BERKELEY -- Jorge's campsite is at the end of the row, slightly separated from the others. Or at least as separated as space will allow. He is cleaning out his makeshift tent with a broom, sitting in the opening and holding up the sheet so a visitor can see inside. There's not a whole lot of room in there, but Jorge says it's enough to make do.

He has a collection of nutcrackers and an old red wagon -- the kind children used to dream of on Christmas Eve. He has adapted an old stroller into a trailer for his bicycle.

Jorge says he spent four and a half years living on the Albany Bulb. That ended when Albany began a campaign to remove the homeless population living on the property through a combination of housing assistance and enforcement of the city's anti-camping ordinance.

Since then, Jorge has been one of about 20 people camped out under the Gilman Street overpass in Berkeley. A row of tents, both domed and makeshift, line both sides of the street, just a block from the entrance to the stables at Golden Gate Fields and the Tom Bates Regional Sports Complex.

Between and among the tents, there's a whole lot of other stuff. A bag full of bread. A barbecue. A moped. A mostly-intact set of shelves. Lots and lots of bike parts.

On July 15, Jorge and the other campers will apparently be on the move again.

Berkeley officials posted notices on the cement pillars of the overpass on July 2 that if the campsites are still there on that date, they will be removed.

The city filed a Notice of Public Nuisance on June 10 and held a hearing on June 20.

The notice claimed the camp was a public health hazard due to human and animal waste present as well as a rodent infestation. Campers submitted photographs at the hearing that they claimed showed the camp has been cleaned up and is no longer a public health hazard.

"I can see making us clean this up," says Bill Sermon, one of the campers. "But we've killed the rats. We've got a rat count over here. We've killed hundreds of rats. We recycle stuff that otherwise would go to the landfill."

The letter, signed by city Manager of Environmental Health Manuel M. Ramirez, says, "I am overruling the objections because the camp activity and accumulations are contributing to rodent harborage and creating a public nuisance."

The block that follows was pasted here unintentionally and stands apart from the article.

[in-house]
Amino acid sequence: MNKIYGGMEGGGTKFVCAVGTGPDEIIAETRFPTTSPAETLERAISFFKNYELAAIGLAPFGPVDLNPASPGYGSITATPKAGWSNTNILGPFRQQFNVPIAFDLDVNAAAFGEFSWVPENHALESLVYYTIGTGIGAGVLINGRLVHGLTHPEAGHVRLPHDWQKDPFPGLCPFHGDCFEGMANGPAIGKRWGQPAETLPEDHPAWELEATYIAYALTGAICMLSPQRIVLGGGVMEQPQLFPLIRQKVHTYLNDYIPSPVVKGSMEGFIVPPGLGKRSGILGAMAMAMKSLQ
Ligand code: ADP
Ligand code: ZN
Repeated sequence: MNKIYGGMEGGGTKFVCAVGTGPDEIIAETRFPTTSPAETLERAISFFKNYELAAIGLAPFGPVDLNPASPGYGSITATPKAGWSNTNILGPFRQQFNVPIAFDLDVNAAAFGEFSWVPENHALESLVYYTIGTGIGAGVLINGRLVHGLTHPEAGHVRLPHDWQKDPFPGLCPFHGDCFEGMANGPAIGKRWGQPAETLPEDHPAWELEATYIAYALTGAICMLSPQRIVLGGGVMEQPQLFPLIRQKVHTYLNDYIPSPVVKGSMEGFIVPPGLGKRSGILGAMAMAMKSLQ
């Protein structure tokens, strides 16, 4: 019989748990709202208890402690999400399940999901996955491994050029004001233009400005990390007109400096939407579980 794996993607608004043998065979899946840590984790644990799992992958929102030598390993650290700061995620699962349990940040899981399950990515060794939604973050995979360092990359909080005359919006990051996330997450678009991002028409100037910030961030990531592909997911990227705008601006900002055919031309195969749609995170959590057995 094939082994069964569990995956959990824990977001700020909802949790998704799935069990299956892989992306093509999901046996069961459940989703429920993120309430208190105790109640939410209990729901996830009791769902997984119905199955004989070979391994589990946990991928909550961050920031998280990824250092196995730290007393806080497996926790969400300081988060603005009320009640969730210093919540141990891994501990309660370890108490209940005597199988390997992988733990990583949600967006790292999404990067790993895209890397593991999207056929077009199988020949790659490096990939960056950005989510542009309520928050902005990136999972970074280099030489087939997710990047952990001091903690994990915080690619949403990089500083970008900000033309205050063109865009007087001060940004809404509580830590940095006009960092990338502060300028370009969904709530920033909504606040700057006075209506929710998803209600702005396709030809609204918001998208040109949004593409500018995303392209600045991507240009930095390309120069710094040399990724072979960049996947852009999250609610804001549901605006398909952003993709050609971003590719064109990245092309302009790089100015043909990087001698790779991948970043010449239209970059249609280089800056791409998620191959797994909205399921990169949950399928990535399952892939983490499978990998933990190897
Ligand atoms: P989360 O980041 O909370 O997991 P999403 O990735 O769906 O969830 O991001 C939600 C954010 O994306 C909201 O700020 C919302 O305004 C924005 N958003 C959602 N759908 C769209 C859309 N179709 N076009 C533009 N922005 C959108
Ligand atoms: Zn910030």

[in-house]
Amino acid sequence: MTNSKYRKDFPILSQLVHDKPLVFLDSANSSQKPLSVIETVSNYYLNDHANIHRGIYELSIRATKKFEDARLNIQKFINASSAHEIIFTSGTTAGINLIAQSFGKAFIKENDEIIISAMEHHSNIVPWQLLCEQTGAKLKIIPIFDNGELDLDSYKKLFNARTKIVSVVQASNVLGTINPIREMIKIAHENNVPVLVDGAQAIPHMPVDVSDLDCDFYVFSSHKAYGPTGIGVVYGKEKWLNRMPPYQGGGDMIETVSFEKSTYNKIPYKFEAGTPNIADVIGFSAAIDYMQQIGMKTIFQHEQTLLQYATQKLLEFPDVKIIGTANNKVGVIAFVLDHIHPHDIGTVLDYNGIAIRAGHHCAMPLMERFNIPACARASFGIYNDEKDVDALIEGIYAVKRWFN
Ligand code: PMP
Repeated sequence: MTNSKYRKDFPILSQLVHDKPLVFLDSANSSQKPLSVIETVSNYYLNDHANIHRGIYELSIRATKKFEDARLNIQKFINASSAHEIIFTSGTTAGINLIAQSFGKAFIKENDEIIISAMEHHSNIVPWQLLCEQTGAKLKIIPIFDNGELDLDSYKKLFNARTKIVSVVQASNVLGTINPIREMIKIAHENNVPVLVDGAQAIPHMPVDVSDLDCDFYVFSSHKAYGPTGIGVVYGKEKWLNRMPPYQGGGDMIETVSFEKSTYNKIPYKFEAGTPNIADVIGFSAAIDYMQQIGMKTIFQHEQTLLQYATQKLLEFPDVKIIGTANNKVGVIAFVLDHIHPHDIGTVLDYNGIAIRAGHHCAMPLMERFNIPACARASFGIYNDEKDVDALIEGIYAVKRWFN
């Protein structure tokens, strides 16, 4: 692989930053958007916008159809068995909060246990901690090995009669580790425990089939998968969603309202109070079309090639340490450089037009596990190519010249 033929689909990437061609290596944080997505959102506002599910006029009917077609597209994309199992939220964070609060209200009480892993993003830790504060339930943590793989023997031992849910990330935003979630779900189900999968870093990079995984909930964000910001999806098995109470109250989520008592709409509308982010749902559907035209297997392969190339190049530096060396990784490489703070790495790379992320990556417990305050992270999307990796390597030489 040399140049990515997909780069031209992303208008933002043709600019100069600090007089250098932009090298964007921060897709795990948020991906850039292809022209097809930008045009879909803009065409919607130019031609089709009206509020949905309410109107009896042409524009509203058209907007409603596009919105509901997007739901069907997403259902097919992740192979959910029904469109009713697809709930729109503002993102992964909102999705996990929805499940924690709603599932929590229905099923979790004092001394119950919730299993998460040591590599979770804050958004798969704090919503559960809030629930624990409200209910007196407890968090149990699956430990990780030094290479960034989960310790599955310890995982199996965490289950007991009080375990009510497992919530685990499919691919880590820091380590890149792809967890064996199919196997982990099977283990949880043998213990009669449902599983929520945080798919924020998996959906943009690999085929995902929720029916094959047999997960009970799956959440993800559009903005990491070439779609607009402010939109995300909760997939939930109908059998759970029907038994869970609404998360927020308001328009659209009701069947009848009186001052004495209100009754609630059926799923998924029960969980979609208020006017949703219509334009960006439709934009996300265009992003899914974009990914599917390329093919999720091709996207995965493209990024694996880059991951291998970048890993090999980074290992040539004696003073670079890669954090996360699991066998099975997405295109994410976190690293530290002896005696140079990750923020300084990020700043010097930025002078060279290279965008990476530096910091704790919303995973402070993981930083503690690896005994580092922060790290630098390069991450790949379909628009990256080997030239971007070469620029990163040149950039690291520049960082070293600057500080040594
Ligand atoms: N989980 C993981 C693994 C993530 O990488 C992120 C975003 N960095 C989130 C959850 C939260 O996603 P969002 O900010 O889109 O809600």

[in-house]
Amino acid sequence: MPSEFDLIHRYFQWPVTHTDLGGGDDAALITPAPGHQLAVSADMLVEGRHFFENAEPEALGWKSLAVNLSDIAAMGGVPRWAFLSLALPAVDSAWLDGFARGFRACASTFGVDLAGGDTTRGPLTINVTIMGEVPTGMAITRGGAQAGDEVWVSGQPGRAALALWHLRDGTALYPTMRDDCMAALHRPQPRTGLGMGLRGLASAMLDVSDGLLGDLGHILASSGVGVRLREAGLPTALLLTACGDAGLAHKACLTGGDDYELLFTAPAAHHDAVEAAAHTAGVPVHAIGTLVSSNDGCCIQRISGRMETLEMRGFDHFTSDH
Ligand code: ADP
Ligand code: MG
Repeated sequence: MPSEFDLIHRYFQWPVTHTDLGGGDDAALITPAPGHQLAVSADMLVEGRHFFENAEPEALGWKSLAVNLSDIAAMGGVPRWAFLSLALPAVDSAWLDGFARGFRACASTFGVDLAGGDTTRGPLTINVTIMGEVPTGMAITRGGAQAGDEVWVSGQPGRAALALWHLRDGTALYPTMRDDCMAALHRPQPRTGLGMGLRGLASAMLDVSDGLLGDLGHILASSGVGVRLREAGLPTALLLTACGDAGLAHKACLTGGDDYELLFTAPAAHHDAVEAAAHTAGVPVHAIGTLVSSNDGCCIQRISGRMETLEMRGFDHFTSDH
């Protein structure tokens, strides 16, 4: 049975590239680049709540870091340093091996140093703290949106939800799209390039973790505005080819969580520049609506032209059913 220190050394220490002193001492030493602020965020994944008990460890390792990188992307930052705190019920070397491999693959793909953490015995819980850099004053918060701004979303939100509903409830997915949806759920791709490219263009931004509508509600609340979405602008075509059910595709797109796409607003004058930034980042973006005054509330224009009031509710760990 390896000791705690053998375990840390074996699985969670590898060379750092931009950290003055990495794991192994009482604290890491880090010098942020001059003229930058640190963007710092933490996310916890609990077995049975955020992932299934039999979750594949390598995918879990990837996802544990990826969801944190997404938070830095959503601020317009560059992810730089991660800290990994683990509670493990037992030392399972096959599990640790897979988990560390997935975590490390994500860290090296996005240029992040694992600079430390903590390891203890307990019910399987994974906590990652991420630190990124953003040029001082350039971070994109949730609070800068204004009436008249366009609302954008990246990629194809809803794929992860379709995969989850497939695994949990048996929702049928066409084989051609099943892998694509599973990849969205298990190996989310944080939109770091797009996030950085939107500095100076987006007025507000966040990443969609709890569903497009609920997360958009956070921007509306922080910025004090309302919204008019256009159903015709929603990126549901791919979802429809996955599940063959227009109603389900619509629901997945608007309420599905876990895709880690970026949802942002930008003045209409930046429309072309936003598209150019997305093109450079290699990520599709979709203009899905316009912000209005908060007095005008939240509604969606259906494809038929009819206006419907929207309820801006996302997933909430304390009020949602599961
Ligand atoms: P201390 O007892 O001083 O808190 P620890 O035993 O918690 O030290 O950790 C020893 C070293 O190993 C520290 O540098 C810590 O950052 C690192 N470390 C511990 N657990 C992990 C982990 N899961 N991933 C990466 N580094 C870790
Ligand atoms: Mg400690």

The letter says that city public works crews have removed large amounts of garbage from the camp on multiple occasions. It also states that "the open-air storage of food will continue to attract rodents."

"As of this date, the property has not been cleaned up," the letter continues. "The accumulation of food waste, trash, debris, personal belongings and animal waste must be removed completely and disposed of properly. If the nuisance is not completely corrected by July 15, 2014, without further notice, the City will abate the nuisance by removing all property."

Sermon says he wasn't camping at the Bulb, but that many of the people now living beneath the overpass had been. He says the problem for the homeless population is that they survive by collecting recycling or finding "trash" and reselling it.

"This is how we make a living," Sermon says. "All of this stuff -- this is their trash, what they throw away. A lot of it is really good stuff that we resell and make a living doing it. I can't do that and stay in a shelter because they won't let me take my aluminum cans and plastic bottles in a shelter, number one.

"Number two, we have a certain amount of freedom here. Instead of trying to live on $7 a day the general assistance will give me, I can make an extra $10. Or like $20 a day which is a reasonable amount of money. I can live on $20 a day."

Jorge says he misses life on the Bulb.

"We had our own homes," he says. "We knew all the people who walked their dogs. We'd go out and play guitar. I played horn, I played harmonica, I played ukulele, keyboards. We had a band up there in the amphitheater. Four or five instruments."

Neither Sermon nor Jorge knows where they will go when the camp is cleared. Both noted that it seems they are just being moved from place to place.

"If they could just give us one part of the town to camp in, it would really save the city a lot of money," Sermon says. "Because shelters are expensive. There's not enough room for all of these people in the shelters, let's face it. And what about the people who have dogs? Or people like me who recycle for a living? We really don't have another choice."